What makes prayer hard is less the words we pray but where we are addressing our prayers. Before we can talk to God, we need to know who is this God we are addressing. Many of us don’t even consider this question. Prayer seems so strange because we don’t know to whom our prayers are directed. We gave up, as part of our growing up, the childhood vision of a man with a long white beard up in heaven. But what have we replaced this vision of God with? Is God somewhere out there? Is God somewhere in here? Does God have a place where God can be found or is God everyplace? Is God the most powerful thing in the universe or, as we see in our Parsha, does God have to obey the rules of Justice? Can God do anything or are there things that God can’t do?

According to the Talmud, you can’t see smoke from a fire and pray that your house is not burning; that prayer is too late. You can’t hear wailing in the city and pray that nobody from your family has died; that prayer is too late. Moses asks to see God, but God says that humans can only see God’s back. Perhaps the Torah is telling us that we can’t predict where we will see God but we will know when God has passed by.

Rabbi Louis Finkelstein, 60 years ago, would teach that “When I pray I talk to God, and when I study, God talks to me.” Prayer is a way we open our mind to the answers about life and its meaning. So often we are so caught up in our lives that we never pause to ask the important questions and ponder their answers. Once we know what we are really asking for, not more stuff, but when we are asking for understanding, patience or wisdom, our prayers prepare our minds to find the answers as we confront the world. The answers we seek are often right in front of us but we are too busy or too distracted to see what is before us.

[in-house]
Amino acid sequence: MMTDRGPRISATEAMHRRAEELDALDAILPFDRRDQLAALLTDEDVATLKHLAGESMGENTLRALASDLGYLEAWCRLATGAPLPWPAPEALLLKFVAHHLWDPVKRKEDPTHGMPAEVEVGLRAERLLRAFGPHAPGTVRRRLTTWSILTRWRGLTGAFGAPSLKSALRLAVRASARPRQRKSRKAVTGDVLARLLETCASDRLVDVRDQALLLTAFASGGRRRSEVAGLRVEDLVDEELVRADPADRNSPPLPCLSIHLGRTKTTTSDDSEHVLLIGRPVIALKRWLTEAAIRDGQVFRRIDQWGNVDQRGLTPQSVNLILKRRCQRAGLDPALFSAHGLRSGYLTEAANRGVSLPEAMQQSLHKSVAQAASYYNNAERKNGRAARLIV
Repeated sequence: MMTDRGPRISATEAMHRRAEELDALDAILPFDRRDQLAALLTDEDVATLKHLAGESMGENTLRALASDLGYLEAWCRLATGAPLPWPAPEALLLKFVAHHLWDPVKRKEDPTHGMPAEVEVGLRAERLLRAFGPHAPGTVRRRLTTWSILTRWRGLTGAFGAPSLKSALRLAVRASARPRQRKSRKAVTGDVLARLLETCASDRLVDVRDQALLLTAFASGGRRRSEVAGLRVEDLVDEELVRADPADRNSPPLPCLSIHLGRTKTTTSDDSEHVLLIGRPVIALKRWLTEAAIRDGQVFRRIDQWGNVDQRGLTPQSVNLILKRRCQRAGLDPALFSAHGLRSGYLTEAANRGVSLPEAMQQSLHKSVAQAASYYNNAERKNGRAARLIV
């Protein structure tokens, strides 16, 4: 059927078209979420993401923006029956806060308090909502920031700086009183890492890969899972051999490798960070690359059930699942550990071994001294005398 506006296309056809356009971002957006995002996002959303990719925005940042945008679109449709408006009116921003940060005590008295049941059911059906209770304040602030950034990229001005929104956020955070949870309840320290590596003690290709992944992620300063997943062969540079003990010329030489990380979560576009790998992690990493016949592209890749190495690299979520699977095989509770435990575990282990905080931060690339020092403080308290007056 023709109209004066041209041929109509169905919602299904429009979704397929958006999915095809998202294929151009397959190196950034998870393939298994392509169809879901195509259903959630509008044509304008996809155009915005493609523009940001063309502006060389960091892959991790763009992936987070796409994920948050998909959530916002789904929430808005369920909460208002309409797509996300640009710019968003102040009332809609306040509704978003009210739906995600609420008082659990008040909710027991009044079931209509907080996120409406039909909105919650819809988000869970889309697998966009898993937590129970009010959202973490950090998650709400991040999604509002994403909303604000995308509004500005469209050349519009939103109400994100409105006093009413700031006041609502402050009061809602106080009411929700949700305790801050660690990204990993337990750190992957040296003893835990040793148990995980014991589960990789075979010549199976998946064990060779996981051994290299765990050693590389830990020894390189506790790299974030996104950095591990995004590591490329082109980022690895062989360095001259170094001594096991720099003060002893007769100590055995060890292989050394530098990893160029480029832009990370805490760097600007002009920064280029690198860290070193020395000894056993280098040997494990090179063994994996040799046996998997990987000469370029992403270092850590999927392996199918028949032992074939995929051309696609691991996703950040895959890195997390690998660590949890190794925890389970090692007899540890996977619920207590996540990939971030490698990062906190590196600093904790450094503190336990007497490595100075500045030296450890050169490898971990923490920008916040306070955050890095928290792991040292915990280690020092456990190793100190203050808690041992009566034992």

There is a prayer that was composed, I am told, during the American Civil War that goes:

I asked God for strength, that I might achieve.

I was made weak, that I might learn humbly to obey.

I asked for health, that I might do greater things.

I was given infirmity, that I might do better things.

I asked for riches, that I might be happy.

I was given poverty, that I might be wise.

I asked for power that I might have the praise of men.

I was given weakness, that I might feel the need of God.

I asked for all things, that I might enjoy life.

I was given life, that I might enjoy all things.

I got nothing that I asked for but got everything I had hoped for.

Almost despite myself, my unspoken prayers were answered.

I am, among all people, most richly blessed.

Maybe we need to have our eyes opened and our minds opened to see the beauty of life and the mystery of life more clearly. These siddurim that we have in our hands are composed of poetry, Psalms and prayers that are designed to open all the possibilities of life before us. We hold in our hands the record of God here on earth and more often than not, we look into this book and we don’t see anything important at all. It is all right in front of us, and we can see only our needs and our simple desires. God wants us to be so much more but we will have to see our prayers with new eyes and an open heart.

I am hoping, over the next few weeks, to spend some more time talking about how prayers works and how we can connect to the divinity that can be found in our liturgy. This morning we conducted a meditation service so that through Jewish chants and silent reflection we can become more aware of who we are and where we are going. Next week we will have a group for women to delve deeper into the meanings of the prayers collected in our siddur bringing together unique voices and perspectives. The following week after that is a Minyan where it is possible to ask questions about why we do what we do and why we say what we say in prayer.

I hope to be able to deepen our prayers and help all of us consider what our lives are about and what we can learn from our experience and from our encounter with living. I am hoping that rather than avoiding prayer, we will find something to love in the Siddur and that prayer will become a vital part of our lives.

May God be near us in our hours of need and may we open our hearts and always find God nearby as we say … Amen and Shabbat Shalom

Rabbi Randall Konigsburg.

Mon, July 6 2020 14 Tammuz 5780